Purina Enrich Plus Ration Balancing Horse Feed
Horses need more nutrition than forage alone can provide. Today’s horses are typically limited to a single type of forage in one geographic area. Pastures in the same area or even different sections of the same pasture can have inconsistent nutrient values. Unfortified grains such as straight oats and corn can also have variable amounts of protein, minerals and vitamins. So horses need your help to achieve the nutritional balance they once derived naturally.
Enrich Plus Ration Balancing Feed Adds Necessary Nutrients to Your Horse’s Diet. Enrich Plus is a concentrated, pelleted ration balancing horse feed that may be fed as a horse’s sole ration along with quality hay or pasture to provide the proper balance of protein, vitamins and minerals without unnecessary calories. It can also be fed with unfortified whole grains.
Crude Protein........MIN 32.00 %
Lysine........MIN 2.70 %
Crude Fat........MIN 5.00 %
Crude Fiber........MAX5 .50 %
Calcium (Ca)........MIN 3.25 %
Calcium (Ca)........MAX 4.25 %
Phosphorus (P)........MIN 1.60 %
Copper (Cu)........MIN 185.00 PPM
Zinc (Zn)........MIN 500.00 PPM
Vitamin A........MIN 18,000 IU/LB
Vitamin E........MIN 600 IU/LB
Selenium (Se)........MIN 2.0 PPM
Starch........MAX 5.00 %
Sugars........MAX 10.00 %
Neutral Detergent Fiber (NDF)........MAX 14.00 %
Acid Detergent Fiber (ADF)........MAX 8.00 %
For horses sensitive to dietary carbohydrates, please consult with a veterinarian or nutritionist for a recommended diet.
- For horses sensitive to dietary soluble carbohydrates, please consult with a veterinarian or nutritionist for a recommended diet.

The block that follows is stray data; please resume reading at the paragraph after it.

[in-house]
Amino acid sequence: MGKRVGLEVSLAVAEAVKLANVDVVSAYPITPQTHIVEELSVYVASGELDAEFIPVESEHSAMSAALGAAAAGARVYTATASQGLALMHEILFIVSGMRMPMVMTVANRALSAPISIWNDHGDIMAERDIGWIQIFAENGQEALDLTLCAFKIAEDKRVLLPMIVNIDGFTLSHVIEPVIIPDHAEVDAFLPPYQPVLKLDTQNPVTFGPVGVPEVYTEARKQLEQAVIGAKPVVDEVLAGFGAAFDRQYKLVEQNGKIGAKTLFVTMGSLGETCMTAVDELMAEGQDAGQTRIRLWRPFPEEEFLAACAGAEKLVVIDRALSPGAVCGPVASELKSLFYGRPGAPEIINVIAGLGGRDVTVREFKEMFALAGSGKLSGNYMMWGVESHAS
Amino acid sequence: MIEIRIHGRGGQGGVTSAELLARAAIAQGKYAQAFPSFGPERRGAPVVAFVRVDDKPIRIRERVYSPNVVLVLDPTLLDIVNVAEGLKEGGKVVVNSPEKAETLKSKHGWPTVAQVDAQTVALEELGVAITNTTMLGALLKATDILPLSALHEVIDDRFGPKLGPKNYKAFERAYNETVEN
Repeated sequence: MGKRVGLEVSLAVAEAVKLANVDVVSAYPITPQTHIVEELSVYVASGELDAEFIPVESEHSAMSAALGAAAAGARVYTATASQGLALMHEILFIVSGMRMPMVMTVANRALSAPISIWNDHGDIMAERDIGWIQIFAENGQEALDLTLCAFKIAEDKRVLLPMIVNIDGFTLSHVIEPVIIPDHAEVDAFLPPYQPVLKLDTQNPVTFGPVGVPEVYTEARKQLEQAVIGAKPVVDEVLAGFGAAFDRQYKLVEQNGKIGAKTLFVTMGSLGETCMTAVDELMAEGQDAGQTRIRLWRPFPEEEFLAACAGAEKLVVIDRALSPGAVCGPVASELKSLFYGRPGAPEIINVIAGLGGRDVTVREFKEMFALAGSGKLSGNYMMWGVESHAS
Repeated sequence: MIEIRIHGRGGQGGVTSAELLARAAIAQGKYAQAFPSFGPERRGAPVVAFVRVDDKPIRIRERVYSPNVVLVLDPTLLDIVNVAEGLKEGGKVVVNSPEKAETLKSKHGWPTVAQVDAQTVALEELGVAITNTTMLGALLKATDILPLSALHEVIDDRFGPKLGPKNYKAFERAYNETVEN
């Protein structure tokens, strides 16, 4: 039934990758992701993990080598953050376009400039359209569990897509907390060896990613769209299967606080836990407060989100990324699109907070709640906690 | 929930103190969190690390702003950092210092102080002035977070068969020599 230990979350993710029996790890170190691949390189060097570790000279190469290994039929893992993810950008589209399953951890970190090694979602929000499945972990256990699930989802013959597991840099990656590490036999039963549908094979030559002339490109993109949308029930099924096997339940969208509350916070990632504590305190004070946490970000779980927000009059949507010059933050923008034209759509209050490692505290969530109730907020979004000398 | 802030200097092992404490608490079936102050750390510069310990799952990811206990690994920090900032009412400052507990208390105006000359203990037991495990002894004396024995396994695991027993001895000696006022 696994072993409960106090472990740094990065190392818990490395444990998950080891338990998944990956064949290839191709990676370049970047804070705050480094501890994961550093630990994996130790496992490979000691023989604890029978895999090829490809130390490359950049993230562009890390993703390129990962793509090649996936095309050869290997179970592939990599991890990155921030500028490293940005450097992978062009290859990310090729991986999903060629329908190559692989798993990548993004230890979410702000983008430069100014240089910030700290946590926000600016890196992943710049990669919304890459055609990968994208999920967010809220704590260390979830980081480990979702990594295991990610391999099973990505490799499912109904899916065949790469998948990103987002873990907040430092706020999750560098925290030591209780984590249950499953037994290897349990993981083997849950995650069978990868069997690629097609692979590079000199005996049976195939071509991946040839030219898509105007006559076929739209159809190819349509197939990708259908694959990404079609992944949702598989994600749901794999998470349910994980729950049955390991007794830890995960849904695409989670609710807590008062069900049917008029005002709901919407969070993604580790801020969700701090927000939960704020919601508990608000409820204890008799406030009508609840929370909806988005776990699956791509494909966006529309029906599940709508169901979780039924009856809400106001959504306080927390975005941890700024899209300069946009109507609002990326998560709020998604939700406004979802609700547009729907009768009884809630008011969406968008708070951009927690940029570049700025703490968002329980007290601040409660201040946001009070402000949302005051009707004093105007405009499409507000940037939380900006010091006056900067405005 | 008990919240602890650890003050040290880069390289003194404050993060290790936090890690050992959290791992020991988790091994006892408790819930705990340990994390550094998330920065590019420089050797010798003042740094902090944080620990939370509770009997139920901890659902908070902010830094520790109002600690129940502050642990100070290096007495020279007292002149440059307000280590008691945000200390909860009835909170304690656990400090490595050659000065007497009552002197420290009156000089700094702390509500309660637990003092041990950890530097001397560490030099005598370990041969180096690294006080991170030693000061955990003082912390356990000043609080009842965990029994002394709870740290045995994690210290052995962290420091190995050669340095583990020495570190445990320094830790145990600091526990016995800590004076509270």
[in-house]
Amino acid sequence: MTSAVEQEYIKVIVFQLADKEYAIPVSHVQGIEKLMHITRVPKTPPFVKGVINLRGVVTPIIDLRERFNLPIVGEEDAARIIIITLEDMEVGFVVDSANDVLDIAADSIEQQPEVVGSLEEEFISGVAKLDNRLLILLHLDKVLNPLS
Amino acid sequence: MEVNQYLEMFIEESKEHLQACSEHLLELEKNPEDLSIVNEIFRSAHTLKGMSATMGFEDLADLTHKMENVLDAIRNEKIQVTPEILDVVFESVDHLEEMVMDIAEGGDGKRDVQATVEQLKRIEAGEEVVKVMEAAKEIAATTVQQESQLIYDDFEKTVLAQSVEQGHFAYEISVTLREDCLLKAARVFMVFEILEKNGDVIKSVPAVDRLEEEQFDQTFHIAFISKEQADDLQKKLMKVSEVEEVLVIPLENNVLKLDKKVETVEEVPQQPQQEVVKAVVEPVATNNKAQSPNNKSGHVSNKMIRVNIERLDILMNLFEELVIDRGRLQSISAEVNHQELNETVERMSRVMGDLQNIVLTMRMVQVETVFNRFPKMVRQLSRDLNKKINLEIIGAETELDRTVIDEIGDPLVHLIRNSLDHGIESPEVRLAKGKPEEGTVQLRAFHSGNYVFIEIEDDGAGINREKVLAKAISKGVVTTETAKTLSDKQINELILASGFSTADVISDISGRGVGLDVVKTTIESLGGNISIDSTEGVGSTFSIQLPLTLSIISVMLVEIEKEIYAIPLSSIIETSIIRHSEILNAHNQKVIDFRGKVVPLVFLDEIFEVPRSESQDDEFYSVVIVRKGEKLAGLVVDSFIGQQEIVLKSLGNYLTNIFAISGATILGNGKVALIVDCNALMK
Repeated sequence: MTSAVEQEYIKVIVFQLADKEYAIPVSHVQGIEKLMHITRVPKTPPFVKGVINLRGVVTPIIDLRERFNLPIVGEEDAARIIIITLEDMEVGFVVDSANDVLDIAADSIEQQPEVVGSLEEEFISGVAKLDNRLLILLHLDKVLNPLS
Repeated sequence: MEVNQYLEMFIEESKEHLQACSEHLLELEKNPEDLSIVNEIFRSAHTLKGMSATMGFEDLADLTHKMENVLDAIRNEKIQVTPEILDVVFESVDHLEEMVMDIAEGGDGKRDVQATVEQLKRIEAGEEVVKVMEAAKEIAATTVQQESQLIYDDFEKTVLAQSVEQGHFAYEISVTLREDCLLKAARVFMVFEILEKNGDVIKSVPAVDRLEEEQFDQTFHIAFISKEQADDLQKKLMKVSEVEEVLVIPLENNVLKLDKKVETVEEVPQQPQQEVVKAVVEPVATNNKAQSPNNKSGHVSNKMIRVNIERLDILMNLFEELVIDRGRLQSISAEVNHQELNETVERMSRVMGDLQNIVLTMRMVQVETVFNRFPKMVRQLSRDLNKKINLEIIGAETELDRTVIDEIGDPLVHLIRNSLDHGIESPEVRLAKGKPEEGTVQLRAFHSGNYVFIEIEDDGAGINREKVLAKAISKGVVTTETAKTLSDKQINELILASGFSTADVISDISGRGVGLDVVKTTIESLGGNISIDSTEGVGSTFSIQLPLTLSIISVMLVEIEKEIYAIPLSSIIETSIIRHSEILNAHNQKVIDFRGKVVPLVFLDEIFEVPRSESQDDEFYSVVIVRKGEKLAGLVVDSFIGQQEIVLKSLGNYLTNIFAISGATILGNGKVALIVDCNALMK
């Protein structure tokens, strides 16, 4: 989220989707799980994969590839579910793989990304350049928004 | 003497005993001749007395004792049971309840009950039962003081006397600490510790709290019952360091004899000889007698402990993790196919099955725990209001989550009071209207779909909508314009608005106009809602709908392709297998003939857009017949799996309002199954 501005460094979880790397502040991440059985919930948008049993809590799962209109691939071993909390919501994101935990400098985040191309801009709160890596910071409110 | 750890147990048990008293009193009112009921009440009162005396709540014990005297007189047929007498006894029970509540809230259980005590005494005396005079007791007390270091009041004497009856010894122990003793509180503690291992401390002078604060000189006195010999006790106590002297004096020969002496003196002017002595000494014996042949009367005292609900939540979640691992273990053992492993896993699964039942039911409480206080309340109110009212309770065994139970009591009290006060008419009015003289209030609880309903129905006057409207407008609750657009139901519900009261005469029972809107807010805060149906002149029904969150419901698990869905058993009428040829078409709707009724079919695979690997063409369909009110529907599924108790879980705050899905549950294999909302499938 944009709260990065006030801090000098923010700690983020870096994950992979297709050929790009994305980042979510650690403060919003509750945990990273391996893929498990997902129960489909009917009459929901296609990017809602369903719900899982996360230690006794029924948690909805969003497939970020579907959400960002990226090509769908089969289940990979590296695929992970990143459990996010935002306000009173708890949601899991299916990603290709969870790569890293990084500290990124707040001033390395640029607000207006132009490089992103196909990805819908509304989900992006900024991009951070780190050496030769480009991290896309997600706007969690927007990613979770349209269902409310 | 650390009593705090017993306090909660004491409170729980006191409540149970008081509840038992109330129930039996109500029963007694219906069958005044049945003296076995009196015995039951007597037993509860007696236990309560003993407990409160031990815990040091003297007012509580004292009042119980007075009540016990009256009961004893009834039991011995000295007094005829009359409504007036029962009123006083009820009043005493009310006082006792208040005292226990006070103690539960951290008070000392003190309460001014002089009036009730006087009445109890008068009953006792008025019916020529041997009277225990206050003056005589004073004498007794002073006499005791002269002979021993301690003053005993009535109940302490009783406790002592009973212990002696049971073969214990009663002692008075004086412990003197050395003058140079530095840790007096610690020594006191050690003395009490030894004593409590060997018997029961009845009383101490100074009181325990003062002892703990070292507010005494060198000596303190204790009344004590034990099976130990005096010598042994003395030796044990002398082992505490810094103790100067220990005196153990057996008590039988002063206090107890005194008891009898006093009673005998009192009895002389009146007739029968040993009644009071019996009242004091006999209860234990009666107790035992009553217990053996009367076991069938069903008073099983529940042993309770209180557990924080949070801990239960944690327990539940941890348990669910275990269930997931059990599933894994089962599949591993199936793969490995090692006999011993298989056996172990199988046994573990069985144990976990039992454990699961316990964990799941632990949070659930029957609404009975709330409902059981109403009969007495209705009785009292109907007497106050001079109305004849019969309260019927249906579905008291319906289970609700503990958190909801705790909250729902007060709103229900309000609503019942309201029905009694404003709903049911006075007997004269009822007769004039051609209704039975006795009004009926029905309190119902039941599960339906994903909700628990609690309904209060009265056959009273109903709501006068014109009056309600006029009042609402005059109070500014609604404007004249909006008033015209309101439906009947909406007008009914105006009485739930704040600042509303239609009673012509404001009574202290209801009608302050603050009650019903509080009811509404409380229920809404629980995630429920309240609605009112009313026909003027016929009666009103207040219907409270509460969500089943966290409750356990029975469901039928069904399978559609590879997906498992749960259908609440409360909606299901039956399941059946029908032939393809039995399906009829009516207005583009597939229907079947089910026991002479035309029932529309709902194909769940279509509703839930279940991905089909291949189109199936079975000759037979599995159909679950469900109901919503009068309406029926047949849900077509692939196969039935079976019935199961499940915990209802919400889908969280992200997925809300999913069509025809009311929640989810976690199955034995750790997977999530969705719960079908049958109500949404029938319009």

- The recommended feeding rate should not be exceeded.
- Feed at regular times.
- Do not feed more than 0.5 pounds per 100 pounds of body weight in one serving.
- Divide total daily feeding into at least two servings with three daily servings preferred.
- Be sure to weigh your feed using a scale. A small scale can be purchased in the fishing department of many sporting goods stores.
- Do not feed free-choice.
- Feed horse in a natural position from troughs placed at normal head height or lower.
- Reduce and/or delay feeding a horse that is hot, excited or showing pain, fever or diarrhea. Consult your veterinarian if any problems arise.
- Prevent rapid eating.
- Have plenty of fresh, clean water available at all times.
- Provide your horse with access to salt.
- Maintain a regular deworming program, have the horse's teeth examined annually and consult your veterinarian on a regular basis.
- Make the feed change gradually over a period of 7 to 10 days.
- Mix the new feed with the old, gradually increasing the amount of the new feed while decreasing an equal amount of the old.
- Changes in the rate of feeding should not exceed 1 pound per day for each horse.